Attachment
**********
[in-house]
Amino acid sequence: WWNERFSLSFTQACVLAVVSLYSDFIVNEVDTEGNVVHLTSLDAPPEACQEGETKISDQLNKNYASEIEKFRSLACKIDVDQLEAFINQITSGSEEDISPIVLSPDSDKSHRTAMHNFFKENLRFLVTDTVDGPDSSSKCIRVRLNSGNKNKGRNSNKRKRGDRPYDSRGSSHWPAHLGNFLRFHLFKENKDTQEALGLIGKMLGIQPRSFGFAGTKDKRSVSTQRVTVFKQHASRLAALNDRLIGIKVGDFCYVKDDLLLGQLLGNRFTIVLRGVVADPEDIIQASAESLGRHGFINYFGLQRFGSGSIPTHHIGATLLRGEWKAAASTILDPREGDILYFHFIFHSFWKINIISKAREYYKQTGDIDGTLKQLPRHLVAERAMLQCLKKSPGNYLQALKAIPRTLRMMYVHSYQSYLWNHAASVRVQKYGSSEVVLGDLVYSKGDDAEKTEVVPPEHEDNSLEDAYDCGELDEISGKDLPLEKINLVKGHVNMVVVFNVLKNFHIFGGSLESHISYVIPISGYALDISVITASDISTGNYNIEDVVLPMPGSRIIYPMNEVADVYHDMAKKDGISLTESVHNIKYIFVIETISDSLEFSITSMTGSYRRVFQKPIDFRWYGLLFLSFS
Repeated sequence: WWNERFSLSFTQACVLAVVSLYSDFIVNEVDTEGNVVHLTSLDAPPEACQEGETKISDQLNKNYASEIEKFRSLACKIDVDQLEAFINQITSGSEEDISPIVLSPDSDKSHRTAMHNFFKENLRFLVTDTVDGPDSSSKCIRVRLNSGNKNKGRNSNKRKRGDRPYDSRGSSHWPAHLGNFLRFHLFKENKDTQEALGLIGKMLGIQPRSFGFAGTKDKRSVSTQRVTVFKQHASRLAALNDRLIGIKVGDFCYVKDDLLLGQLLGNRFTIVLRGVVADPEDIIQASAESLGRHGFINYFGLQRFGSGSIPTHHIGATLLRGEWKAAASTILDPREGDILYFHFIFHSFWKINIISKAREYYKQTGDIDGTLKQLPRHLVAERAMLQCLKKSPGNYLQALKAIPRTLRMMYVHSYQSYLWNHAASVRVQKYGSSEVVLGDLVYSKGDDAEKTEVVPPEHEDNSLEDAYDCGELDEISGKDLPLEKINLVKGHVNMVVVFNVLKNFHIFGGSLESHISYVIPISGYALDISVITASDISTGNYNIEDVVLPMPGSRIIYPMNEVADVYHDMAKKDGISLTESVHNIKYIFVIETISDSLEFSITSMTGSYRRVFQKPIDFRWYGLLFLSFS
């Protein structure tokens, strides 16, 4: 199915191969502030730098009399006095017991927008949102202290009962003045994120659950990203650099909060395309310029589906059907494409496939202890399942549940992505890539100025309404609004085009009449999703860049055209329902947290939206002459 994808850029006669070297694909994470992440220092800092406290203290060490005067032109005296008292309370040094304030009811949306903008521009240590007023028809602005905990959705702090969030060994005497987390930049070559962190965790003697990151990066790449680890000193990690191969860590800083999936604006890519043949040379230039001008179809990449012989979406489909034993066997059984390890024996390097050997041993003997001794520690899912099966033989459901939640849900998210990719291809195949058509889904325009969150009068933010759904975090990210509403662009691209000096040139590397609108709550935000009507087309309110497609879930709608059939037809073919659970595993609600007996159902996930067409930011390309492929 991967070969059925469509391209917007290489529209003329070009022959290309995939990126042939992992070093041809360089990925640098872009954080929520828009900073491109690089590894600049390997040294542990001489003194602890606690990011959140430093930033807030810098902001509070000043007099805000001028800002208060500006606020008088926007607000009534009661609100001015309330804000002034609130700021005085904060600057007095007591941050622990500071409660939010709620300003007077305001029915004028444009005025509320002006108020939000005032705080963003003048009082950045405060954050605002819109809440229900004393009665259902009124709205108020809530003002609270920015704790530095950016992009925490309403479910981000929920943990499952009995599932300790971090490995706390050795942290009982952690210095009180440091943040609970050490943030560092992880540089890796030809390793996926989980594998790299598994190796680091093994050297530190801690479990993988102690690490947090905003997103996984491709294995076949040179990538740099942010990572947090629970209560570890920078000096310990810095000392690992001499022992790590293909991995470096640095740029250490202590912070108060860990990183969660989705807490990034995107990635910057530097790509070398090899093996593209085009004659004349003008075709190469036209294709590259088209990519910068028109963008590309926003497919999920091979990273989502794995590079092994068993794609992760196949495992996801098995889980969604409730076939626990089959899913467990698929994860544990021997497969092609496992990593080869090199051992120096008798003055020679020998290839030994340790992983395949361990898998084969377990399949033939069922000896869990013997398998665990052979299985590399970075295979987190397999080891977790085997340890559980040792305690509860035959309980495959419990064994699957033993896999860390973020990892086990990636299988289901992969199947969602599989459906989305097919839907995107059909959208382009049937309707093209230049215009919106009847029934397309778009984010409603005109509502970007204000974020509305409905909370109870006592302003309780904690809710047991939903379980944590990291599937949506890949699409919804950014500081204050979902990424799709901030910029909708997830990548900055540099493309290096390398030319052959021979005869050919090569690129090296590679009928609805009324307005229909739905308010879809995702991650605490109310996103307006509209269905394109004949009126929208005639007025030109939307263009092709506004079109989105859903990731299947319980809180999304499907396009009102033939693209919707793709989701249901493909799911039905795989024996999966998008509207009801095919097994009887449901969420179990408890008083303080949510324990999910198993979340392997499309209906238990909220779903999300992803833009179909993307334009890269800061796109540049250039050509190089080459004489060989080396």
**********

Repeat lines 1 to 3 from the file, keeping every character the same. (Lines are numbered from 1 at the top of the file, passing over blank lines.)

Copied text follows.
[in-house]
Amino acid sequence: WWNERFSLSFTQACVLAVVSLYSDFIVNEVDTEGNVVHLTSLDAPPEACQEGETKISDQLNKNYASEIEKFRSLACKIDVDQLEAFINQITSGSEEDISPIVLSPDSDKSHRTAMHNFFKENLRFLVTDTVDGPDSSSKCIRVRLNSGNKNKGRNSNKRKRGDRPYDSRGSSHWPAHLGNFLRFHLFKENKDTQEALGLIGKMLGIQPRSFGFAGTKDKRSVSTQRVTVFKQHASRLAALNDRLIGIKVGDFCYVKDDLLLGQLLGNRFTIVLRGVVADPEDIIQASAESLGRHGFINYFGLQRFGSGSIPTHHIGATLLRGEWKAAASTILDPREGDILYFHFIFHSFWKINIISKAREYYKQTGDIDGTLKQLPRHLVAERAMLQCLKKSPGNYLQALKAIPRTLRMMYVHSYQSYLWNHAASVRVQKYGSSEVVLGDLVYSKGDDAEKTEVVPPEHEDNSLEDAYDCGELDEISGKDLPLEKINLVKGHVNMVVVFNVLKNFHIFGGSLESHISYVIPISGYALDISVITASDISTGNYNIEDVVLPMPGSRIIYPMNEVADVYHDMAKKDGISLTESVHNIKYIFVIETISDSLEFSITSMTGSYRRVFQKPIDFRWYGLLFLSFS
Repeated sequence: WWNERFSLSFTQACVLAVVSLYSDFIVNEVDTEGNVVHLTSLDAPPEACQEGETKISDQLNKNYASEIEKFRSLACKIDVDQLEAFINQITSGSEEDISPIVLSPDSDKSHRTAMHNFFKENLRFLVTDTVDGPDSSSKCIRVRLNSGNKNKGRNSNKRKRGDRPYDSRGSSHWPAHLGNFLRFHLFKENKDTQEALGLIGKMLGIQPRSFGFAGTKDKRSVSTQRVTVFKQHASRLAALNDRLIGIKVGDFCYVKDDLLLGQLLGNRFTIVLRGVVADPEDIIQASAESLGRHGFINYFGLQRFGSGSIPTHHIGATLLRGEWKAAASTILDPREGDILYFHFIFHSFWKINIISKAREYYKQTGDIDGTLKQLPRHLVAERAMLQCLKKSPGNYLQALKAIPRTLRMMYVHSYQSYLWNHAASVRVQKYGSSEVVLGDLVYSKGDDAEKTEVVPPEHEDNSLEDAYDCGELDEISGKDLPLEKINLVKGHVNMVVVFNVLKNFHIFGGSLESHISYVIPISGYALDISVITASDISTGNYNIEDVVLPMPGSRIIYPMNEVADVYHDMAKKDGISLTESVHNIKYIFVIETISDSLEFSITSMTGSYRRVFQKPIDFRWYGLLFLSFS